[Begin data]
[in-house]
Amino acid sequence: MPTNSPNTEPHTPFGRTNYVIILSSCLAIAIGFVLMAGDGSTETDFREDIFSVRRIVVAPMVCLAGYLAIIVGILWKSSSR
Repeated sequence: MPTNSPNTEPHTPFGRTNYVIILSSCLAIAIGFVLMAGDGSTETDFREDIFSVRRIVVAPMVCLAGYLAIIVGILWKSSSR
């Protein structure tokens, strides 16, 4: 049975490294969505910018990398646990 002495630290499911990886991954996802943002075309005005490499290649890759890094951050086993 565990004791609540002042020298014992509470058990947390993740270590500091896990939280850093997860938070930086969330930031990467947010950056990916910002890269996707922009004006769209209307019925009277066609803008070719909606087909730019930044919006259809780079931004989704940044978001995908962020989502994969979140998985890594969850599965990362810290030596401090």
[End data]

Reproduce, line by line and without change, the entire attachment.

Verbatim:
[in-house]
Amino acid sequence: MPTNSPNTEPHTPFGRTNYVIILSSCLAIAIGFVLMAGDGSTETDFREDIFSVRRIVVAPMVCLAGYLAIIVGILWKSSSR
Repeated sequence: MPTNSPNTEPHTPFGRTNYVIILSSCLAIAIGFVLMAGDGSTETDFREDIFSVRRIVVAPMVCLAGYLAIIVGILWKSSSR
């Protein structure tokens, strides 16, 4: 049975490294969505910018990398646990 002495630290499911990886991954996802943002075309005005490499290649890759890094951050086993 565990004791609540002042020298014992509470058990947390993740270590500091896990939280850093997860938070930086969330930031990467947010950056990916910002890269996707922009004006769209209307019925009277066609803008070719909606087909730019930044919006259809780079931004989704940044978001995908962020989502994969979140998985890594969850599965990362810290030596401090």